The Curmudgeon recently bought new frames for his prescription lenses. I was thinking something classic and sexy along the lines of Tom Selleck’s specs in Blue Bloods, but no. He arrived home with a pair of glasses that are squarish and boring, no better than the smaller square frames he replaced.
I was hoping the Curmudgeon would pick out something like Tom Selleck’s Ralph Lauren frames (above). But he chose a squarish frame. His brother Ted, left, chose a similar frame. The kid in the middle doesn’t wear glasses.
“Seriously?” I said when he came home with them. “This is what you came up with?”
“I asked you to come with me to the optician and you refused, so this is what you get,” he said. “The woman at the place took one look and said they were me.”
So I have another woman to blame. I should have known. Guys will believe anything a woman other than their wife tells them. This is why so many guys are walking around with ho-hum glasses and bad toupees. They’re listening to women who don’t have a real stake in the game.
I used to wear glasses for distance. On my first newspaper job, I was wearing glasses when one of the Curmudgeon’s friends entered the newsroom and whispered, “Who’s the librarian?”
Yea, I looked like a first class dork. I switched to contact lenses, but am among the small percentage of the population whose distance vision actually got better with age. I don’t need glasses for distance, but am helpless without readers. I’ve got about a half-dozen pairs around the house, though I’m often without them when I need them most.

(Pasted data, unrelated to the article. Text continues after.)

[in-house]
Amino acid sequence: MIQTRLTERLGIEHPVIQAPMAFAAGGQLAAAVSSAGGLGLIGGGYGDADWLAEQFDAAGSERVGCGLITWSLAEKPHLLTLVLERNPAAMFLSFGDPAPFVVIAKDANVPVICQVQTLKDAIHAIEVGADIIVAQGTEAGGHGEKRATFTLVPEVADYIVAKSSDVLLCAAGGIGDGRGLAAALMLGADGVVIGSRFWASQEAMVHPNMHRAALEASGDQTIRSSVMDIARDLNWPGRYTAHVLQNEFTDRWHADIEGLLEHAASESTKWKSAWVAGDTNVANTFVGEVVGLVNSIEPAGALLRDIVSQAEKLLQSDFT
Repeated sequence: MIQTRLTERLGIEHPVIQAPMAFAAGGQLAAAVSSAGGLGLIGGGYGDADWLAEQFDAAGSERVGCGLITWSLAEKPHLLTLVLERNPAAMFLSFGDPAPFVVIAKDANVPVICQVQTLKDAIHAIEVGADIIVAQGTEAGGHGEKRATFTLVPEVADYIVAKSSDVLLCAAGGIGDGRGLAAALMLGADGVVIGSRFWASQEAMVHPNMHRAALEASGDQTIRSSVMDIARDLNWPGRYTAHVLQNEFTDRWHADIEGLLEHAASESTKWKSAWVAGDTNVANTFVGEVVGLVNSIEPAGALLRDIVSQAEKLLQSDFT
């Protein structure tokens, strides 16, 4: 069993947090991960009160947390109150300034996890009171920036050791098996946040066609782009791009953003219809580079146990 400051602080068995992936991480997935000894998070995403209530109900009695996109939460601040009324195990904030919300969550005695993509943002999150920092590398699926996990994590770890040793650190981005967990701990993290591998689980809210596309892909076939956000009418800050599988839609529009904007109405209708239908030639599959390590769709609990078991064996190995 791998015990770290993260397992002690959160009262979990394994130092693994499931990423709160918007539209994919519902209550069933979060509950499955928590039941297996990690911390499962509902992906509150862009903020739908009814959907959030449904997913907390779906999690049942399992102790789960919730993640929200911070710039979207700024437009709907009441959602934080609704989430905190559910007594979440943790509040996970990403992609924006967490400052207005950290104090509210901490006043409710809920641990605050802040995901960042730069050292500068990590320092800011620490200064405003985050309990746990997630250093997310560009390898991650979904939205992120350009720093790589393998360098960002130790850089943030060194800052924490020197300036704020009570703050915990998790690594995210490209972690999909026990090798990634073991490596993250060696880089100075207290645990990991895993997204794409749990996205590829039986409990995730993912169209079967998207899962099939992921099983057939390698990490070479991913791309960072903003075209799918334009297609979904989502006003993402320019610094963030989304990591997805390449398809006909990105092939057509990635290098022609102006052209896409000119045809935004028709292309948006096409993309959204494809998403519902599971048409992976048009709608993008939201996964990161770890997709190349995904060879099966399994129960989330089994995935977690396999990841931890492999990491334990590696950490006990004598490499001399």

I never cared much about sunglasses until the early ’80s, when they became a status symbol for me and every other yuppie on the planet. We can credit Tom Cruise for starting the trend. He wore Ray-Ban’s original Wayfarers in the 1983 movie “Risky Business.” I don’t know what was more memorable: Tom dancing around in his skivvies or wearing his mega-cool shades.
He followed them up with classic Ray-Ban Aviators in 1986’s Top Gun. If Cruise isn’t getting a cut of Ray-Ban’s sales action, he should be. The man’s almost single-handedly generated billions of sales with his movie roles.
I bought my first pair of Vuarnet sunglasses – black lenses with black frames – in the ’80s and wore them as I tooled around in my red Saab 900 with its removable radio (remember those) listening to Tears for Fears and Whitesnake. It was the Reagan area, a time of upward mobility when people judged you by your car, clothes, timepiece and eye gear.